Author Archives: Callum Gurr

Talk about economics, or we’ll be back to the party of the 8%    

 

I was delighted by Tim Farron’s performance at Spring Conference this year; his eloquence and passionate words show a good leader moulding into a great one. Yet, there is one thing that Tim’s speech missed: a distinct view upon the economy. The need for a Liberal Democrat policy on the economy is clear, with Tim himself saying in the speech ‘Britain needs a progressive party… a plan for an economy that makes the most of the opportunities in front of us’.

To put it short the Liberal Democrats need a clear economic policy so that when we get back into government (whether that’s in 2020 or 40 years away) that our voters know what they voted for. To my mind, we must focus upon investment. That investment starts with taking money creation away from high street banks and making it a government-influenced mechanism, as I called for in a previous article. Only then can we invest in our economy without extending the web of debt Britons and Britain find themselves in.

Posted in Op-eds | Tagged and | 54 Comments

Making banking a genuinely free market

 

You wish to buy a house, but can’t afford one – a predicament many face. You approach the bank for a loan, repayable over 25 years. You’d think that the money the bank has loaned is actually other customer’s savings that is held in some ‘physical’ form, yet you’d be wrong. In reality, when the bank made this loan they created the money by inputting numbers into a spreadsheet; bank-created money accounts for over 97% of money in circulation today.

Effectively this means 97% of our money is also debt. When times are good people pay down their debts and the amount of money in circulation shrinks, along with the economy. Government desires to rid household debt is almost impossible; to do so would shrink our economy and wipe out almost all of the money in circulation.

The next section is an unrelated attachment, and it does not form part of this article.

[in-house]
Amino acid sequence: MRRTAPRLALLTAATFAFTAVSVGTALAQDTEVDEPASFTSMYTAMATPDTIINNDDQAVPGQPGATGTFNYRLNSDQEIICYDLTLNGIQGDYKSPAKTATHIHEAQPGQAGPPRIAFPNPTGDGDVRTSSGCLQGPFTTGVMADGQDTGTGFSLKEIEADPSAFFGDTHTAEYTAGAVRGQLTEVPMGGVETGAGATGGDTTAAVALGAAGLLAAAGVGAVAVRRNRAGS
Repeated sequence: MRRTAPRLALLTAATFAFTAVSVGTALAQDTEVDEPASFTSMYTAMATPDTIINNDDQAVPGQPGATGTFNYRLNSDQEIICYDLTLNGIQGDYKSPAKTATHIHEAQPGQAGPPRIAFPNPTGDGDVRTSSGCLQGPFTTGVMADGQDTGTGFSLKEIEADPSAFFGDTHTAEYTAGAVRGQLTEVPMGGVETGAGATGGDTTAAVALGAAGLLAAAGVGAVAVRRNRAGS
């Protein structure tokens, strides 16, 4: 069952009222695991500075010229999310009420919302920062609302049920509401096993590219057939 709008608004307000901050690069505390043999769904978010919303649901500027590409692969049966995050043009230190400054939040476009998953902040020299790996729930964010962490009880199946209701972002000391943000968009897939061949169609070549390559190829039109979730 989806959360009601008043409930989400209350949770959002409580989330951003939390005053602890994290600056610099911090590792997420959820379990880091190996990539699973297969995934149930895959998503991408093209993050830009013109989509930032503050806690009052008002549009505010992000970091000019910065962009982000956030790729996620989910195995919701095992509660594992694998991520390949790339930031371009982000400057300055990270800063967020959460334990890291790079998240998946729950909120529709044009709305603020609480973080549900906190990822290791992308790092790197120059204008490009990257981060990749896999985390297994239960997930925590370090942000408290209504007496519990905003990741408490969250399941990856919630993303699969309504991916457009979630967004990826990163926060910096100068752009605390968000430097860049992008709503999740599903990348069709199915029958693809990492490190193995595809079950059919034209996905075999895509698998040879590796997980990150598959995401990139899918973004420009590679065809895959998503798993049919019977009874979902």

Moreover, history has shown banks are not fair distributors of money; they create too much money (through reckless lending) in a push for profits and most of the money they create is speculated on financial markets and asset bubbles, fuelling the housing crisis. Regulations have proven to not be worth the paper they are written upon, because banks know that no matter how recklessly they lend, they must be bailed out because many people would lose their savings and no government could allow this. Thus the banking sector is a neither free, nor fair, market; its lending is largely monopolised and it is people outside the financial sector that pay the price for its reckless decisions.

Posted in Op-eds | Tagged | 20 Comments
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Recent Comments

  • Alan Jelfs
    It's not a problem of planning. It is a problem of wealth inequality, where it is easier for some-one owning one home to afford two than it is for some-one ren...
  • David Langshaw
    Just a quick observation - there are a lot of "second homes" in London, although they probably don't often qualify as "holiday homes". Any legislation or other...
  • Michael BG
    Peter Martin, Thank you for letting me know that your second comment was rejected. Jenny Barnes, Indeed removing standing charges and having higher ra...
  • James Fowler
    @ Michael BG. Thank you for the calculations! It would be good to see the income tax threshold rise by something like that. Benefits should also rise rapidly. ...
  • Ruth Bright
    What a wonderful idea to show this film for such a cause. It is an unsparing watch....